An electrical system is only as good as the connectors that there are on it. That’s why the car battery terminals in your vehicle play such a critical role. These small parts are like gateways, ensuring that electrical current can get where it needs to be without any restrictions.
Car battery terminals and cables can be replaced together from anywhere between $150 and $400. However, if you want to replace the terminal attached to the battery itself, you’ll have to buy a whole new battery. That will run you between $80 and $200, depending on the size and brand of the battery.
If you’re confused about your car’s battery terminals, don’t worry. We’ll clear up everything for you in this guide.
What Are the Two Terminals on a Car Battery?
Firstly, we have to be very clear about what we mean when we say ‘car battery terminals’. That’s because you have two sets of terminals under your hood: the terminals built into your car battery and the cable terminals that attach to the car battery.
The cable terminals are what you use to connect the battery to the car. They clamp directly onto the battery’s positive and negative battery terminals, completing the circuit that allows electricity to flow correctly.
Terminals Built into Car Batteries Can’t Be Replaced
Typically, people use the word ‘terminal’ interchangeably to refer to both kinds of battery terminals; the ones attached to the cable and the ones on the battery itself.
The car battery terminal size is different between the positive (+) and the negative (-) ones, and there are several different car battery terminal types, too.
Here’s the thing, though: the terminals built into your car battery can’t be replaced, not that you should, anyway.
Think about it; you’ll replace your car battery every few years, and the new battery that you buy will come with its own built-in, brand-new terminals, regardless of the car battery terminal types!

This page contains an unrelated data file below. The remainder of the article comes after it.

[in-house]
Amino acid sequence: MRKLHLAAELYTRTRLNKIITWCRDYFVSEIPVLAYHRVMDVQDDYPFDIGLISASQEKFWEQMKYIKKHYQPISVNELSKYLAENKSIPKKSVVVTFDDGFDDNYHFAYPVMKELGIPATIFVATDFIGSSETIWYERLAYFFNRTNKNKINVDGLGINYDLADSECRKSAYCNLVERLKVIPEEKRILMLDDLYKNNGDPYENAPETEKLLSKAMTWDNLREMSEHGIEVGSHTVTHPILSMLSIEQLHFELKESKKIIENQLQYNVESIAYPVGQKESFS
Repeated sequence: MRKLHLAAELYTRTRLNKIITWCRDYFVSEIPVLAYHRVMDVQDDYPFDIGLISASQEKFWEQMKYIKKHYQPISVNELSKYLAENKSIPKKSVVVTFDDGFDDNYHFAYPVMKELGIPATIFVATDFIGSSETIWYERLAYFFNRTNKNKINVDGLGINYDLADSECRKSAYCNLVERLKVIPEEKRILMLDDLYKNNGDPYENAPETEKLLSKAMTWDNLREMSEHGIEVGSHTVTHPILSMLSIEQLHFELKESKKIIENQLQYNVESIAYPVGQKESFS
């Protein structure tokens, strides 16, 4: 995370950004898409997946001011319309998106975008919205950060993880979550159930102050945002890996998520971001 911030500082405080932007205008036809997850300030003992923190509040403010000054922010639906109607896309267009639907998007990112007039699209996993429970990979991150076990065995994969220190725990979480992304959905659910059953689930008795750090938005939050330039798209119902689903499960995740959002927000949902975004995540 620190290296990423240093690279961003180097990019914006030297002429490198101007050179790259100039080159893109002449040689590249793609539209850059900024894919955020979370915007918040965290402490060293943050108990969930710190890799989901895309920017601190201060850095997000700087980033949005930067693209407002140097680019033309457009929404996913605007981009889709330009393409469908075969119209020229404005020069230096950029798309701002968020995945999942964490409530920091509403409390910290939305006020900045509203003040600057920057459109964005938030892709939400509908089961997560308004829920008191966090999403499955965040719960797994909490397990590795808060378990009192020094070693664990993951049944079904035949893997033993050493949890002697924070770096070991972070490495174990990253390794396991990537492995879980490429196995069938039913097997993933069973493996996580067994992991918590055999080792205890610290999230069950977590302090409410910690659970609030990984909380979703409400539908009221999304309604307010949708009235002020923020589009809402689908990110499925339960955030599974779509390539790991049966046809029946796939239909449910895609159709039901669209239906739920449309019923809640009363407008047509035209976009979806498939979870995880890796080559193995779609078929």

So, those aren’t the kind of parts you’ll need to worry about replacing.
Car Battery Cable Terminals or “Clamps”
However, the parts that you should be concerned about (which we’re focusing on in this guide) are the cable terminals that clamp onto your car battery.
These battery terminals, sometimes called “clamps”, will eventually go bad thanks to corrosion or after being in use for a long time, and you’ll have to replace them to get your car working correctly again.
In simple terms, terminals on batteries come and go, but the clamps stay the same (until you have to replace them).
What Are the Signs of a Bad Battery Terminal?
So, when should you replace your battery cable terminals? When you experience common symptoms of car battery problems, you should also check out the cable terminals.
For example, a few signs of a bad battery terminal are:
- Problems starting your car - like a car that won’t start at all, or cranks very slowly, or only produces a clicking noise whenever you try to start it.
- Electrical supply problems - like sudden power loss to your car’s electrical system, including your lights, entertainment system, and more.
As you can see, those symptoms are similar to when you have a car battery in bad shape. So, how can you tell if it’s the battery or if it’s just the terminals that are causing the problem?